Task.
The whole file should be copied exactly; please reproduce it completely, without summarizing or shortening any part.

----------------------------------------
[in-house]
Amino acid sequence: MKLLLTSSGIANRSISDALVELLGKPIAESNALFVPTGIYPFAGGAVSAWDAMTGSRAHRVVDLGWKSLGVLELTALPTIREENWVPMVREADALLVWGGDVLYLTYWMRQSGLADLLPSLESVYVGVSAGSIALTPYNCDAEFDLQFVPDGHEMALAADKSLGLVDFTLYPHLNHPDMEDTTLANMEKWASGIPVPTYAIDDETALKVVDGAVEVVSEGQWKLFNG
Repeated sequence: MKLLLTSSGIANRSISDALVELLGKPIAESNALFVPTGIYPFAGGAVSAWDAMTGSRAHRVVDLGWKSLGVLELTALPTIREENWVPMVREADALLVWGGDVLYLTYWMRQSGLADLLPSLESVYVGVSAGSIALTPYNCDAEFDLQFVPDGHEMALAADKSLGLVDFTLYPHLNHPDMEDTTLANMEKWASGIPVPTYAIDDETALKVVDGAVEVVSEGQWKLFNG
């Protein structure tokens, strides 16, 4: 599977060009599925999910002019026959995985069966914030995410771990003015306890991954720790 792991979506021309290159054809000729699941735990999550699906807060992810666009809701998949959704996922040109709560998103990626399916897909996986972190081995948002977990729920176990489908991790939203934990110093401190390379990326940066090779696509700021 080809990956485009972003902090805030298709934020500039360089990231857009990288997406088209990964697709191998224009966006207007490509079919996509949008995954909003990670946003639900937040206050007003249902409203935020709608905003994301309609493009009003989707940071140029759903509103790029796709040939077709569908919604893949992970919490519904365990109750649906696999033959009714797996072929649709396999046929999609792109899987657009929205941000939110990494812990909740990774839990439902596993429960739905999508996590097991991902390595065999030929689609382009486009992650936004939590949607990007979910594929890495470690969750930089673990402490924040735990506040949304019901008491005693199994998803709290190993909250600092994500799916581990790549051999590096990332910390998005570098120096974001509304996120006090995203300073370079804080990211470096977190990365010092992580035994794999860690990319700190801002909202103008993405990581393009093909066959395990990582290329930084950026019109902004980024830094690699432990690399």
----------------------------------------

[in-house]
Amino acid sequence: MKLLLTSSGIANRSISDALVELLGKPIAESNALFVPTGIYPFAGGAVSAWDAMTGSRAHRVVDLGWKSLGVLELTALPTIREENWVPMVREADALLVWGGDVLYLTYWMRQSGLADLLPSLESVYVGVSAGSIALTPYNCDAEFDLQFVPDGHEMALAADKSLGLVDFTLYPHLNHPDMEDTTLANMEKWASGIPVPTYAIDDETALKVVDGAVEVVSEGQWKLFNG
Repeated sequence: MKLLLTSSGIANRSISDALVELLGKPIAESNALFVPTGIYPFAGGAVSAWDAMTGSRAHRVVDLGWKSLGVLELTALPTIREENWVPMVREADALLVWGGDVLYLTYWMRQSGLADLLPSLESVYVGVSAGSIALTPYNCDAEFDLQFVPDGHEMALAADKSLGLVDFTLYPHLNHPDMEDTTLANMEKWASGIPVPTYAIDDETALKVVDGAVEVVSEGQWKLFNG
């Protein structure tokens, strides 16, 4: 599977060009599925999910002019026959995985069966914030995410771990003015306890991954720790 792991979506021309290159054809000729699941735990999550699906807060992810666009809701998949959704996922040109709560998103990626399916897909996986972190081995948002977990729920176990489908991790939203934990110093401190390379990326940066090779696509700021 080809990956485009972003902090805030298709934020500039360089990231857009990288997406088209990964697709191998224009966006207007490509079919996509949008995954909003990670946003639900937040206050007003249902409203935020709608905003994301309609493009009003989707940071140029759903509103790029796709040939077709569908919604893949992970919490519904365990109750649906696999033959009714797996072929649709396999046929999609792109899987657009929205941000939110990494812990909740990774839990439902596993429960739905999508996590097991991902390595065999030929689609382009486009992650936004939590949607990007979910594929890495470690969750930089673990402490924040735990506040949304019901008491005693199994998803709290190993909250600092994500799916581990790549051999590096990332910390998005570098120096974001509304996120006090995203300073370079804080990211470096977190990365010092992580035994794999860690990319700190801002909202103008993405990581393009093909066959395990990582290329930084950026019109902004980024830094690699432990690399």